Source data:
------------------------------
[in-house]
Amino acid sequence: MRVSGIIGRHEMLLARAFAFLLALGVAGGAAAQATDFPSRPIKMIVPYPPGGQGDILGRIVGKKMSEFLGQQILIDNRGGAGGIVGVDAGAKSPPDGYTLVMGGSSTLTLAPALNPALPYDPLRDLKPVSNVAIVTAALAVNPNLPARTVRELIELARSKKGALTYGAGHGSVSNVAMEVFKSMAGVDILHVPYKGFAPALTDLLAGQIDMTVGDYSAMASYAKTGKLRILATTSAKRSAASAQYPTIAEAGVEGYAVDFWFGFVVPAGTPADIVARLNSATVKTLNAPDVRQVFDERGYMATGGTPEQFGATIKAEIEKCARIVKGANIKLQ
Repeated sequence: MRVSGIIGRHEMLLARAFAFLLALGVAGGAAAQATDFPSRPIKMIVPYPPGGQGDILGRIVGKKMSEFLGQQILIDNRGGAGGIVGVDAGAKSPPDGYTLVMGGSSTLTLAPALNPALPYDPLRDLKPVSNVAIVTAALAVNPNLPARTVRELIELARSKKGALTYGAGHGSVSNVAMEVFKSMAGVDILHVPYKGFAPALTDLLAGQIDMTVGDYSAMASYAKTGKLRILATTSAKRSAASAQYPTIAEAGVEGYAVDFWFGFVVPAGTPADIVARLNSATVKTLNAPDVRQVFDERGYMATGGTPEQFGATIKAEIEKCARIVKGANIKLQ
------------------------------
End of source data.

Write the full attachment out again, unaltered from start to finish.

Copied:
[in-house]
Amino acid sequence: MRVSGIIGRHEMLLARAFAFLLALGVAGGAAAQATDFPSRPIKMIVPYPPGGQGDILGRIVGKKMSEFLGQQILIDNRGGAGGIVGVDAGAKSPPDGYTLVMGGSSTLTLAPALNPALPYDPLRDLKPVSNVAIVTAALAVNPNLPARTVRELIELARSKKGALTYGAGHGSVSNVAMEVFKSMAGVDILHVPYKGFAPALTDLLAGQIDMTVGDYSAMASYAKTGKLRILATTSAKRSAASAQYPTIAEAGVEGYAVDFWFGFVVPAGTPADIVARLNSATVKTLNAPDVRQVFDERGYMATGGTPEQFGATIKAEIEKCARIVKGANIKLQ
Repeated sequence: MRVSGIIGRHEMLLARAFAFLLALGVAGGAAAQATDFPSRPIKMIVPYPPGGQGDILGRIVGKKMSEFLGQQILIDNRGGAGGIVGVDAGAKSPPDGYTLVMGGSSTLTLAPALNPALPYDPLRDLKPVSNVAIVTAALAVNPNLPARTVRELIELARSKKGALTYGAGHGSVSNVAMEVFKSMAGVDILHVPYKGFAPALTDLLAGQIDMTVGDYSAMASYAKTGKLRILATTSAKRSAASAQYPTIAEAGVEGYAVDFWFGFVVPAGTPADIVARLNSATVKTLNAPDVRQVFDERGYMATGGTPEQFGATIKAEIEKCARIVKGANIKLQ